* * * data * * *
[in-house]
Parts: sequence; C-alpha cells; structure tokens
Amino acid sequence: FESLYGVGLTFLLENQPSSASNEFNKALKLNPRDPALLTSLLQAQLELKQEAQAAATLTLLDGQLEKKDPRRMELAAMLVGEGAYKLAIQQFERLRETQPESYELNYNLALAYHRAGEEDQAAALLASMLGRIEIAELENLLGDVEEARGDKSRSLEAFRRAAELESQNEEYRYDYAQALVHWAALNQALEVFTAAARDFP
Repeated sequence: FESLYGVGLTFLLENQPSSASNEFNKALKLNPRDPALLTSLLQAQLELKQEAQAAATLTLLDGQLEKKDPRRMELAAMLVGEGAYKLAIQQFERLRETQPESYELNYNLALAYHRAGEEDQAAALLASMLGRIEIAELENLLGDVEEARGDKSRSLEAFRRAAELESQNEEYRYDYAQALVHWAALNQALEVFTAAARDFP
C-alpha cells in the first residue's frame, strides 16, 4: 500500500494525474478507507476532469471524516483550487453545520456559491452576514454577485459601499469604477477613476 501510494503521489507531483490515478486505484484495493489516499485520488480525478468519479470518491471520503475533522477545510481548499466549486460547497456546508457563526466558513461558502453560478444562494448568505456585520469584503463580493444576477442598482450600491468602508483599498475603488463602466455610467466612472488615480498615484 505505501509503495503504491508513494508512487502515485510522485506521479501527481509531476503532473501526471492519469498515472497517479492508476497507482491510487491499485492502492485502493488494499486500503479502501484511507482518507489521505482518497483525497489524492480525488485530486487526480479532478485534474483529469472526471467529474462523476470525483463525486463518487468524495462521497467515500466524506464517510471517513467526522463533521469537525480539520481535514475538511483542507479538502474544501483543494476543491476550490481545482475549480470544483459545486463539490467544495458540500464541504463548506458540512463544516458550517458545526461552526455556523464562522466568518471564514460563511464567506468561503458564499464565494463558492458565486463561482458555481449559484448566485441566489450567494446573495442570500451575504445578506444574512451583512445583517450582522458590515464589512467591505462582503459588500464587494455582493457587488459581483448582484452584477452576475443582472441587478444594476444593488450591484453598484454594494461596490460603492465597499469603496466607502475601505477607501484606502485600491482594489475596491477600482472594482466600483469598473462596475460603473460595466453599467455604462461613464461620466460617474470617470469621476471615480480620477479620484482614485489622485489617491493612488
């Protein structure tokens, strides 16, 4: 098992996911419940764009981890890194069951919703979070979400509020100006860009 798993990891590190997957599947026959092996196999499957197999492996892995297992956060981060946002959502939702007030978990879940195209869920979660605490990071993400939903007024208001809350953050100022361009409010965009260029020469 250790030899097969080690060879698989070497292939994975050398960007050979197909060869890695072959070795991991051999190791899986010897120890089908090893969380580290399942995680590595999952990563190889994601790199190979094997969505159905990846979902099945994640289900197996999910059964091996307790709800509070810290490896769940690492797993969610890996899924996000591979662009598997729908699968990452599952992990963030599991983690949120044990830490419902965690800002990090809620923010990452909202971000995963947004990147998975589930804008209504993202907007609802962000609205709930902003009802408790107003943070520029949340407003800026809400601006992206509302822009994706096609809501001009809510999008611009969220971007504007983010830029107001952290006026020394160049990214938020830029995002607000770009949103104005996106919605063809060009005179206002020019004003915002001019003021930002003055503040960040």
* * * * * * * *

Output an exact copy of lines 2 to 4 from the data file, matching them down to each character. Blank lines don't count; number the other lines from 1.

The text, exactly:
Parts: sequence; C-alpha cells; structure tokens
Amino acid sequence: FESLYGVGLTFLLENQPSSASNEFNKALKLNPRDPALLTSLLQAQLELKQEAQAAATLTLLDGQLEKKDPRRMELAAMLVGEGAYKLAIQQFERLRETQPESYELNYNLALAYHRAGEEDQAAALLASMLGRIEIAELENLLGDVEEARGDKSRSLEAFRRAAELESQNEEYRYDYAQALVHWAALNQALEVFTAAARDFP
Repeated sequence: FESLYGVGLTFLLENQPSSASNEFNKALKLNPRDPALLTSLLQAQLELKQEAQAAATLTLLDGQLEKKDPRRMELAAMLVGEGAYKLAIQQFERLRETQPESYELNYNLALAYHRAGEEDQAAALLASMLGRIEIAELENLLGDVEEARGDKSRSLEAFRRAAELESQNEEYRYDYAQALVHWAALNQALEVFTAAARDFP